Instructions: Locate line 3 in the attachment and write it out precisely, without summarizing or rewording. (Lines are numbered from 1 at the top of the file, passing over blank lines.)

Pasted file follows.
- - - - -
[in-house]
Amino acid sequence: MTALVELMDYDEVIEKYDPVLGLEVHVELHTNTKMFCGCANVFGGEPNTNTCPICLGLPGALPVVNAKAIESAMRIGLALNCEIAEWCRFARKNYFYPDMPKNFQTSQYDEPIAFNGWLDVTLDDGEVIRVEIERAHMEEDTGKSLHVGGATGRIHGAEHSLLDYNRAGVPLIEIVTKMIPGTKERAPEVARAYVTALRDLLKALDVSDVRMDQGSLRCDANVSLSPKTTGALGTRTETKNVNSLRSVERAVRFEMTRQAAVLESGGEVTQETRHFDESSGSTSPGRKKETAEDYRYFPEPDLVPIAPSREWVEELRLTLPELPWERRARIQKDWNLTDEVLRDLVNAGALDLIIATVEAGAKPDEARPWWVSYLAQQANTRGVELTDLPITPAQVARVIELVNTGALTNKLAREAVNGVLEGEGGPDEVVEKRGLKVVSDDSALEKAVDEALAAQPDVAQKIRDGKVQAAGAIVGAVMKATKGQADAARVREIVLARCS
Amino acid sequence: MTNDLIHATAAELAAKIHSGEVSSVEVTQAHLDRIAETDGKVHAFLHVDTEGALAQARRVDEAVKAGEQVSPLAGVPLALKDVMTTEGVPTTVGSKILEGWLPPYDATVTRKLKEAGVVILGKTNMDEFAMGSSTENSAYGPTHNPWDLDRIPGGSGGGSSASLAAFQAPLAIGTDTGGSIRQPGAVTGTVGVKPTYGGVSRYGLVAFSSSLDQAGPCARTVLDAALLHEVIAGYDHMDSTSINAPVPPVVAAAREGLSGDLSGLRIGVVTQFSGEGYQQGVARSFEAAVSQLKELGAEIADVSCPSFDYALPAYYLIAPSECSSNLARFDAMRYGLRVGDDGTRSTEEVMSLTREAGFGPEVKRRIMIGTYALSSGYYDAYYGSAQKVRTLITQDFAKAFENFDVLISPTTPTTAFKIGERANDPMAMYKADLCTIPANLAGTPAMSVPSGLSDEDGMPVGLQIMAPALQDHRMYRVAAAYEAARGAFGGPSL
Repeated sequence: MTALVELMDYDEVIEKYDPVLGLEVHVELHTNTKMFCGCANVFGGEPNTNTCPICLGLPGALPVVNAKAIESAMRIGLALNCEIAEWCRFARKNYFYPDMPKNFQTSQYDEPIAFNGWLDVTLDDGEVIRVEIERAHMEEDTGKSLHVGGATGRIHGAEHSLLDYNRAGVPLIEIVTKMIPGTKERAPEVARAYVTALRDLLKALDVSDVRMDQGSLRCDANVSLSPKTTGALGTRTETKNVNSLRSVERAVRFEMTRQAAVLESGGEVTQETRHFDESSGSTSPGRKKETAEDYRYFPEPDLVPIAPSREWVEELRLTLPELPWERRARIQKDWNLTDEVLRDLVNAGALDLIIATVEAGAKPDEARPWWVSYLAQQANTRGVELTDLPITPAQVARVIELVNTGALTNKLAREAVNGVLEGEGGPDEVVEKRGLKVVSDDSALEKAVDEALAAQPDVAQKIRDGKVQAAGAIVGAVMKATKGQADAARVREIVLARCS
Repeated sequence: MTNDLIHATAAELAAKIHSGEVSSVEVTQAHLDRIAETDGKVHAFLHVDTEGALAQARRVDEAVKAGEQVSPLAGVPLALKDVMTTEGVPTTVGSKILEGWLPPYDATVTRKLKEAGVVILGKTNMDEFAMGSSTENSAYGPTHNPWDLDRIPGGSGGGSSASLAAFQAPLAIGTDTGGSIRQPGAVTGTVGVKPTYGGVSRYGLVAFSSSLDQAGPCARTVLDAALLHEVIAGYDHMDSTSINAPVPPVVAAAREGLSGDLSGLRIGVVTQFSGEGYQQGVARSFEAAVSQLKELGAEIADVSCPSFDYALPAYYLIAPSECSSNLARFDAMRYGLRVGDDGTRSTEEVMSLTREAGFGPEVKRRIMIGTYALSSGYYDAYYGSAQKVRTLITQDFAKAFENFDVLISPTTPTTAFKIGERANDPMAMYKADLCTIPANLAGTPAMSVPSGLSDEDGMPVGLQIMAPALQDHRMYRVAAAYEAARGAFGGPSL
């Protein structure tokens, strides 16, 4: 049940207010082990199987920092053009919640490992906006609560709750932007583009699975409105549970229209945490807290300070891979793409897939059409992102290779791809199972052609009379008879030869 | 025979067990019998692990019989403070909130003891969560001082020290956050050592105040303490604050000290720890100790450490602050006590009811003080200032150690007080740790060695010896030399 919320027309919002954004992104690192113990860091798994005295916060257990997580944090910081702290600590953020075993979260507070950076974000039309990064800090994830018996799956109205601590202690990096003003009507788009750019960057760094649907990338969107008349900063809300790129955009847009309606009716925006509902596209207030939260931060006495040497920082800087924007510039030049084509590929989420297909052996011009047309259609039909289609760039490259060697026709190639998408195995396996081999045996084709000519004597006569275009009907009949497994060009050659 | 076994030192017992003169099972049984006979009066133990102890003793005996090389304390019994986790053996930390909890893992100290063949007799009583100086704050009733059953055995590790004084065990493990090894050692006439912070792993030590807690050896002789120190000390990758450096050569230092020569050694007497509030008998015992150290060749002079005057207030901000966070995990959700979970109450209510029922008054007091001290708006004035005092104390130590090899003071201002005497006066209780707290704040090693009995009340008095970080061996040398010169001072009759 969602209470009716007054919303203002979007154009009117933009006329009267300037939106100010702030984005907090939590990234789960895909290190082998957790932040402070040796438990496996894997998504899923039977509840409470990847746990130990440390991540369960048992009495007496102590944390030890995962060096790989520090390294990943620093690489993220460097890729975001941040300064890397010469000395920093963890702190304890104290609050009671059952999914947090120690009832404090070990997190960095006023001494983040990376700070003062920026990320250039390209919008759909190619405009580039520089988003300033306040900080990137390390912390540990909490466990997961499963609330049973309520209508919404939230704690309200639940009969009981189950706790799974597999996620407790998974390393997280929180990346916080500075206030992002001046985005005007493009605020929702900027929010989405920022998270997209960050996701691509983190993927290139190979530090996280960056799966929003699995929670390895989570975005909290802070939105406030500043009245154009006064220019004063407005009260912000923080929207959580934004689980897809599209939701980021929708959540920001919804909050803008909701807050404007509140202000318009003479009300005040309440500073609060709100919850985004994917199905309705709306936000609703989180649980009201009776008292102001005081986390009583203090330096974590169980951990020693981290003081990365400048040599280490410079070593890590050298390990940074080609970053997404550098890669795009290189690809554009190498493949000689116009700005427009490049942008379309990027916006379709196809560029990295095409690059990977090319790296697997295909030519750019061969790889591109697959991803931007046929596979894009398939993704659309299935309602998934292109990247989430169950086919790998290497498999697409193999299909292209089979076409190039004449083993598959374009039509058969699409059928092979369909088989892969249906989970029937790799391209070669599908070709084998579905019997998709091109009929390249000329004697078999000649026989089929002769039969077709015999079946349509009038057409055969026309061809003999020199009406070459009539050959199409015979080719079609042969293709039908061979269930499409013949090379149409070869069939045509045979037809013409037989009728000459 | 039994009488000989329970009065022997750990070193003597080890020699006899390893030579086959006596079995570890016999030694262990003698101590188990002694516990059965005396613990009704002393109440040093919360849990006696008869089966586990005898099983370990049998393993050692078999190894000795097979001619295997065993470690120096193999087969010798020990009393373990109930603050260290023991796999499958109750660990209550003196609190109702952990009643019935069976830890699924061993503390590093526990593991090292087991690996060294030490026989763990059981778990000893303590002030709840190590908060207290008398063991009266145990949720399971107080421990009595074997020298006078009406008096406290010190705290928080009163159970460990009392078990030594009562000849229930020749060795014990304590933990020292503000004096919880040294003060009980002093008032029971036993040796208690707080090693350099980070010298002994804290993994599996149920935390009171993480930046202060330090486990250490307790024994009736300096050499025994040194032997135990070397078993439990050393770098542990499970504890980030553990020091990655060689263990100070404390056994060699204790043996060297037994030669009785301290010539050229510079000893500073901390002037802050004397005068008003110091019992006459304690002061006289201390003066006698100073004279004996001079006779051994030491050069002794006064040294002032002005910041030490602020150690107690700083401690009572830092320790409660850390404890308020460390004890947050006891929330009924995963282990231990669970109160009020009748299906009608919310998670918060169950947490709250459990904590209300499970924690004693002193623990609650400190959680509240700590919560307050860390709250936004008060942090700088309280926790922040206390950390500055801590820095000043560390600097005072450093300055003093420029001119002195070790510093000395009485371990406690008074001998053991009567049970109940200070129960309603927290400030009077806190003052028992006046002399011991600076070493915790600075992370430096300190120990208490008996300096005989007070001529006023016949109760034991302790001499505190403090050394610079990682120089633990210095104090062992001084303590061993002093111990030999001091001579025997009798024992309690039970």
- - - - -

Amino acid sequence: MTNDLIHATAAELAAKIHSGEVSSVEVTQAHLDRIAETDGKVHAFLHVDTEGALAQARRVDEAVKAGEQVSPLAGVPLALKDVMTTEGVPTTVGSKILEGWLPPYDATVTRKLKEAGVVILGKTNMDEFAMGSSTENSAYGPTHNPWDLDRIPGGSGGGSSASLAAFQAPLAIGTDTGGSIRQPGAVTGTVGVKPTYGGVSRYGLVAFSSSLDQAGPCARTVLDAALLHEVIAGYDHMDSTSINAPVPPVVAAAREGLSGDLSGLRIGVVTQFSGEGYQQGVARSFEAAVSQLKELGAEIADVSCPSFDYALPAYYLIAPSECSSNLARFDAMRYGLRVGDDGTRSTEEVMSLTREAGFGPEVKRRIMIGTYALSSGYYDAYYGSAQKVRTLITQDFAKAFENFDVLISPTTPTTAFKIGERANDPMAMYKADLCTIPANLAGTPAMSVPSGLSDEDGMPVGLQIMAPALQDHRMYRVAAAYEAARGAFGGPSL